I’m just snuggled up by my fireplace on a cold rainy day which is inspiring me to talk about the cold, specifically hypothermia.
Problems with the cold have been on my mind a lot lately. I did just return from working in Antarctica where it was quite cold. Since being back in California, it has been raining and snowing, a lot. We are being hit by the “atmospheric river,” and while these are relatively warm storms, it is still colder and damper than most people are used to – especially in sunny California. On top of that, I recently attended a lecture by the renowned cold physiology scientist, Dr. Giesbrecht aka Dr. Popsicle, on hypothermia and crevasse rescue[i].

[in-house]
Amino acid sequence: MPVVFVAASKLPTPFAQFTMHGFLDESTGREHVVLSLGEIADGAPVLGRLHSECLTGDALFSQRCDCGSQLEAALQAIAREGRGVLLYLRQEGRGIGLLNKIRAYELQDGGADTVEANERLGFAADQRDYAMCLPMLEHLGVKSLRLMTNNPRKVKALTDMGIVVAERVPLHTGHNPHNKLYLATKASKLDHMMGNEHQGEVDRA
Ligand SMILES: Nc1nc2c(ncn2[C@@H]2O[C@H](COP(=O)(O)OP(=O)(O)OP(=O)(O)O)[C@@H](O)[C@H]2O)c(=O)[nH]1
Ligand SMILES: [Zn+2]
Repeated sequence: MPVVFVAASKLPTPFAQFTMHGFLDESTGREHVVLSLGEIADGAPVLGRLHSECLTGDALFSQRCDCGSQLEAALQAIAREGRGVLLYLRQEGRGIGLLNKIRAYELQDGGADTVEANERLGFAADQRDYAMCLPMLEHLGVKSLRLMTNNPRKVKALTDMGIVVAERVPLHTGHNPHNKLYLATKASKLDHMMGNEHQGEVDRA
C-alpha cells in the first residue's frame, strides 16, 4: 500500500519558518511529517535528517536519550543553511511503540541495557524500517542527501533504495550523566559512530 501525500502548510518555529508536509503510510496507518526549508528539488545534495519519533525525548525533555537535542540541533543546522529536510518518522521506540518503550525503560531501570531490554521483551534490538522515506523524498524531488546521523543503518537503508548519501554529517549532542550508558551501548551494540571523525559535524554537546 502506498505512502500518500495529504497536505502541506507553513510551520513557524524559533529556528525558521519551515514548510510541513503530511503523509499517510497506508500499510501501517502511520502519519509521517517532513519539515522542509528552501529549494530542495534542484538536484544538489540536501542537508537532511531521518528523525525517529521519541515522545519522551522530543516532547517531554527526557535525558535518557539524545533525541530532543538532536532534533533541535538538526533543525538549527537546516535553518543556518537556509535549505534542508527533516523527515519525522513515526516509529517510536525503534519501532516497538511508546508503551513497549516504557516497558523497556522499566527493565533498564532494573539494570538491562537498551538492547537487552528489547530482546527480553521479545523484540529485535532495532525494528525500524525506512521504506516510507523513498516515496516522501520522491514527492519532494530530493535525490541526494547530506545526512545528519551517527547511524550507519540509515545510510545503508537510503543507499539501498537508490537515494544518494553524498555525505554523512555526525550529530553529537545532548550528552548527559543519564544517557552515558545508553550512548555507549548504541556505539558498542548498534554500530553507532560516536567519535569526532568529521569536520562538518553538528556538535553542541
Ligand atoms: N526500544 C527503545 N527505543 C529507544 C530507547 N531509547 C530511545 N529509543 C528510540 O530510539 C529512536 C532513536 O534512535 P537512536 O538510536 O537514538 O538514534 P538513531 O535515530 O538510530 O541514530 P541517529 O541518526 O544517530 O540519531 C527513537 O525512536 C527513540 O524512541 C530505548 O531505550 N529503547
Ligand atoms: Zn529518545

All of this led me to write this article. Let’s talk about what’s going on physiologically when we get cold, discuss the decision process needed to determine when it is causing a problem, and the actions to take to prevent it from becoming something significant (AKA hypothermia).
So, first things first, cold will always be a problem when we are losing heat faster than we can replace it.